Coming out is a privilege

ZACH GOFF, Evergreen columnist

Hang on for a minute...we're trying to find some more stories you might like.


Email This Story






Coming out is a privilege, not a right. During the month of June, I remind myself of all the people who cannot be open and proud because of their circumstances. Not only are there still countries that criminalize people for loving who they want, but at times our country still struggles to include diversity in conversations.

I am privileged enough to have a family that accepted me as I am, though there were some growing pains, and I must humble myself. After several years living out of the closet, openly gay, I forgot about the fear, and need to hide my sexuality from the world.

Many people who have come out agree that in the long term it’s been great to not have to hide part of themselves.

But every once in a while I’m thrown into a situation where I may not feel safe divulging myself to others and until I’m in a situation where I can’t correct people about my sexuality, religion, or any other minority that people are punished for belonging to, I don’t realize how much it comes up in conversation.

The truth about being LGBTQ+ is that it’s hard. I constantly must make judgments about people to determine if it is safe for me to mention my boyfriend in conversation.

Even in Pullman, on more than one occasion I’ve chosen not to contribute to a conversation about significant others because I didn’t think the people I was around would receive it well.

I love Pullman, it is my home away from home, and 95 percent of the time I feel safe. But there’s still that small percent where I’ll be walking home late at night where I won’t hold my boyfriend’s hand as we walk past someone because it is easier to be safe than sorry.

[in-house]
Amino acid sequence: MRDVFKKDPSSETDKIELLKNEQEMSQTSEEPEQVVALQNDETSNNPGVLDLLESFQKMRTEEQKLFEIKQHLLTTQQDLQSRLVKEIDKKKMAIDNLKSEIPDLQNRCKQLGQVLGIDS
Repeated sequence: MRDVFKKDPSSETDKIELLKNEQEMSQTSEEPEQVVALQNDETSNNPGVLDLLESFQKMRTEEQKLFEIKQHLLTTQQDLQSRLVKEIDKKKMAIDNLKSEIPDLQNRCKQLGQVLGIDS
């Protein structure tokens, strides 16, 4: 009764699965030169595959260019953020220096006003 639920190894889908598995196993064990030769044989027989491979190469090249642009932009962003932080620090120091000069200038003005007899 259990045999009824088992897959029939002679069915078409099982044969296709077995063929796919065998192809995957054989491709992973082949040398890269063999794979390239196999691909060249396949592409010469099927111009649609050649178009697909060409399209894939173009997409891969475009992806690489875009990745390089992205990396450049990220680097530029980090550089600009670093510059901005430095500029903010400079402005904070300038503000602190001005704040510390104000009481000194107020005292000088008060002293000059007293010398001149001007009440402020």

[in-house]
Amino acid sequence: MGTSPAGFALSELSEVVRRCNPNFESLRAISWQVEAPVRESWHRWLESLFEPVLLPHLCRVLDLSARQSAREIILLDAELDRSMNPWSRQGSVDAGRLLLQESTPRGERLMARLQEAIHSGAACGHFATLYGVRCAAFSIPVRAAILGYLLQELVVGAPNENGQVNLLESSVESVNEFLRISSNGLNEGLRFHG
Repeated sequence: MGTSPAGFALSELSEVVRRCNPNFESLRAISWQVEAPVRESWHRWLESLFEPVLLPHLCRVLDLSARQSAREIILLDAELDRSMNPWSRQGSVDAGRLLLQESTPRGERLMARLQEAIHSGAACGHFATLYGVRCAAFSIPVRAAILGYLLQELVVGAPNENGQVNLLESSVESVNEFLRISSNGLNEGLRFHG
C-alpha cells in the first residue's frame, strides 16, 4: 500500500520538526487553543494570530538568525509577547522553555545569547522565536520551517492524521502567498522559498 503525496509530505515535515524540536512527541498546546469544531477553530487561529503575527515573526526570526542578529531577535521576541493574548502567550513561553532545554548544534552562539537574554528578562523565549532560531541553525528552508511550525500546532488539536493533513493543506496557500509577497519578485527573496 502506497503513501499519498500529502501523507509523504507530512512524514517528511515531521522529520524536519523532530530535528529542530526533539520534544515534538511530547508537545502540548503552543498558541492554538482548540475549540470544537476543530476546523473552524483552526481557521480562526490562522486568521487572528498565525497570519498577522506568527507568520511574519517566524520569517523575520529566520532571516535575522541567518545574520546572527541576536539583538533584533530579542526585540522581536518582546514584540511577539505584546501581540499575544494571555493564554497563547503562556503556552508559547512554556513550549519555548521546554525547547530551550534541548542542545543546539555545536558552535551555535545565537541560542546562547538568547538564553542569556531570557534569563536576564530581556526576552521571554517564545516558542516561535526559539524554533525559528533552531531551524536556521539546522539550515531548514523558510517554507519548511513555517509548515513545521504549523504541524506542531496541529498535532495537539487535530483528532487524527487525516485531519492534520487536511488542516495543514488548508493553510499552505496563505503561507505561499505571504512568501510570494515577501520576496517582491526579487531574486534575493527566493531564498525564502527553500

My story is a good one in terms of coming out. My friends immediately embraced me and told me they loved me. My sister, father, and mother all had questions, but ultimately I knew they had my back. Unfortunately, this isn’t the case for every person.

I know a few people who decided to leave home because of how they were treated after coming out. I feel it is part of my job as someone who had an easy coming out process to help build a chosen family for those individuals.

That’s what an ally is to me: someone who can help make the difficult times a little easier for those struggling. I’m not saying handle the situation for them, but support their decision on how to handle it, especially when coming out.

It is not your story to tell, so be there for them when they decide to tell it.

Coming out is a deeply personal act. That person is sharing something they might not fully accept about themselves yet. How the other person reacts can affect the rest of their coming out process.

So if you want to be an ally, help make that process feel normal. All anyone wants is to feel safe and accepted with the people they love.